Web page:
Even in theory, managers incentives are equity-like rather than debt-like in the face of a systemic or industry-wide demand shock. That is, a manager who fails to deliver on shareholders ex ante return expectations may be fired if her competitors have performed as expected. But rational shareholders would not fire a manager who underperforms original expectations in the context of industry or global underperformance. The population of managers as a whole has underperformed; shareholders have no evidence that failure to meet expectations was due to any inadequacy of their staff unless their firm underperforms the industry. But the strategy I propose is the value maximizing strategy in the context of an industry-wide demand shock.

    In practice, it is unwise to treat the fact of ex ante return expectations as evidence that managers face similar incentives with regard to shareholders as they do with regard to creditors even when firms do underperform their industry. Agency costs and attenuation of control are real phenomena, managers can underperform and remain entrenched for significant periods. Share prices adjust to disappointments by falling to harmonize return expectations before organizations adjust via management changes (that might restore lost value). This is not to say that shareholders or acquirers do not, eventually, hold underperforming managers accountable. But it is to say that the constraint is much weaker than the constraints imposed by creditors who are able to enforce payment via bankruptcy.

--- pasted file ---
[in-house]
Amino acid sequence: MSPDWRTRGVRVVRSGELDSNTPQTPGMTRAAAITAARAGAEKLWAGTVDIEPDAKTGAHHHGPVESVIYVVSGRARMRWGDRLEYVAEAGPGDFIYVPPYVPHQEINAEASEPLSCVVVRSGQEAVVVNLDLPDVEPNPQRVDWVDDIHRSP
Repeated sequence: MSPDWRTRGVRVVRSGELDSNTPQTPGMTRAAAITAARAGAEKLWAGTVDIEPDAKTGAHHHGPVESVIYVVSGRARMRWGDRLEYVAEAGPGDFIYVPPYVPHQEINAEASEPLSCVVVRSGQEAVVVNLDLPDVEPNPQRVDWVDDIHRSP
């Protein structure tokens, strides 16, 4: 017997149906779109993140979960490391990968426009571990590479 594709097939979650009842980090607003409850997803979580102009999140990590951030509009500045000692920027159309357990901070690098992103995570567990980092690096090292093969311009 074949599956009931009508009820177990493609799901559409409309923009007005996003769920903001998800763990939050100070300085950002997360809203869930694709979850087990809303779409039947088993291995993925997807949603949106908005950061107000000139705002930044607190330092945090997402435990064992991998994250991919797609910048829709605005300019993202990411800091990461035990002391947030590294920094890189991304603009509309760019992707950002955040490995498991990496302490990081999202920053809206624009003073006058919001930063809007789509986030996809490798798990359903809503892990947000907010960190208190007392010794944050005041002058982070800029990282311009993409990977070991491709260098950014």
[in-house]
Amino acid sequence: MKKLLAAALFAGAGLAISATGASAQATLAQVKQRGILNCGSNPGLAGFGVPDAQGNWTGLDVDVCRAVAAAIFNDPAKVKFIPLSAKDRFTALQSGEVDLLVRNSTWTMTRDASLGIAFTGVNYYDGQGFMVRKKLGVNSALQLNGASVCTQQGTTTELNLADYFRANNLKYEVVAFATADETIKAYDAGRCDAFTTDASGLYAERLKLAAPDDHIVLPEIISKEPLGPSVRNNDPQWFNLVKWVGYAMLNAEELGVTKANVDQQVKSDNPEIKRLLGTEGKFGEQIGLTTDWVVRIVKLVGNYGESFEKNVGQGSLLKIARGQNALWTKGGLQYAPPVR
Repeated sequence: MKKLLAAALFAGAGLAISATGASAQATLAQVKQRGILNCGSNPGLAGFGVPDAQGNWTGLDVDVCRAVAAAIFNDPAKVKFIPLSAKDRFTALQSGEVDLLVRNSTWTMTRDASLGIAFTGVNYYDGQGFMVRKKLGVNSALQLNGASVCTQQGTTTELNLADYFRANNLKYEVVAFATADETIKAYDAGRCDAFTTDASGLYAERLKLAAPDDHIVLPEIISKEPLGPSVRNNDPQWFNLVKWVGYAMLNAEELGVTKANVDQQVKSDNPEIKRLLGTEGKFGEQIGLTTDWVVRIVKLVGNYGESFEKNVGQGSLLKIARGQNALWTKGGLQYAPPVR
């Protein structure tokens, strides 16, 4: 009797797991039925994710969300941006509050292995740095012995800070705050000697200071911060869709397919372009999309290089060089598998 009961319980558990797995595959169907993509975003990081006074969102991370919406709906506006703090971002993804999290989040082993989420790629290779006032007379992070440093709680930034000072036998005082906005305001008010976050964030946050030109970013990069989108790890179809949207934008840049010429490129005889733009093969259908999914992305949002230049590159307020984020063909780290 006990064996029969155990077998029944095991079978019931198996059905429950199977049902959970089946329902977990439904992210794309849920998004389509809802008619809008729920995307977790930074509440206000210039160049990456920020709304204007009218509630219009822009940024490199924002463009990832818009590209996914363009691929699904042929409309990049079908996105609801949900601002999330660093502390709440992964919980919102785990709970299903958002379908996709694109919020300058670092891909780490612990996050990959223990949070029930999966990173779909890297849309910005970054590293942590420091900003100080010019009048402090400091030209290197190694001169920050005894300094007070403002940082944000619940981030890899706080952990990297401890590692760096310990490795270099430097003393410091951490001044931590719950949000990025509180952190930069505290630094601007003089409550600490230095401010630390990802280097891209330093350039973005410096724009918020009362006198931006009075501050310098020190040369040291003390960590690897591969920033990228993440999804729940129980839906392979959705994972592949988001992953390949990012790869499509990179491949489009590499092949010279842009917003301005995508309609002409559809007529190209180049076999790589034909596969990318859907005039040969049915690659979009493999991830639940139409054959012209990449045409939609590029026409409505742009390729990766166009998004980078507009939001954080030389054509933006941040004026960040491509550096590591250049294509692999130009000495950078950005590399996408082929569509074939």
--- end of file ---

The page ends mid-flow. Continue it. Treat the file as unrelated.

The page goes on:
Equity capital most certainly is not free. In expectation looking forward and averaged over time, it is more expensive than debt capital. But equity-financed firms very much do have more freedom to modulate mark-ups in response to changes in market conditions than predominantly debt-financed firms.

    Re the empirical part, I’d like to be persuaded, because you’ve done a great deal of work. And I’ll certainly concede that all I’ve done is offered a conjecture, and what I believe to be a plausible theory about why the conjecture might be true. But my conjecture is just that: I certainly haven’t demonstrated that it isn’t a “rabbit hole”, as you say.

    But I am not dissuaded from my conjecture, despite your experiment. Your work is above and beyond the call, as a response to a blog post. But two basic flaws in its design leave me stuck on my theoretical priors:

    1) You are measuring (rough) price changes on an industry basis, but leverage on a firm basis. As I pointed out in the original piece, it is industry-wide leverage that matters. If leverage among firms offering close substitutes is widely dispersed, then a highly levered firm that tries to hold its price sees expected sales fall to near zero.

    Let’s unpack that. As firms decide whether and how to adjust prices following a demand shock, they try to maximize expected profit that can be appropriated by shareholders at different prices. Payoffs to creditors are excluded from consideration. Payoffs appropriable by shareholders at a given price (above marginal cost) are weakly increasing in the expected value of sales, but also depend upon the variance and skewness of sales. (Weakly, because there is a region of indifference: payoffs below a certain threshold are worth zero to shareholders.) We face a demand shock after which an unlevered firm would increase both sales and profits by dropping prices. But since sales are stochastic, that price drop might well reduce expected profit appropriable by shareholders of a levered firm, by drawing in the right tail of the EBIT distribution. The probability mass of the right tail is what shareholders of a leveraged firm are maximizing, full stop.

    (I’m using “right tail” to mean the portion of the distribution of EBIT outside the bankruptcy regime; whether that actually looks like a tail or includes the hump depends on how near to bankruptcy our leveraged firm is.)

    In an industry with both levered and unlevered firms, I claim the levered firms will go bust with near certainty following a large negative demand shock. Holding prices firm doesn’t work, because competitors drop prices, so both the expected value of our sales and the mass in our above-bankruptcy tail fall precipitously.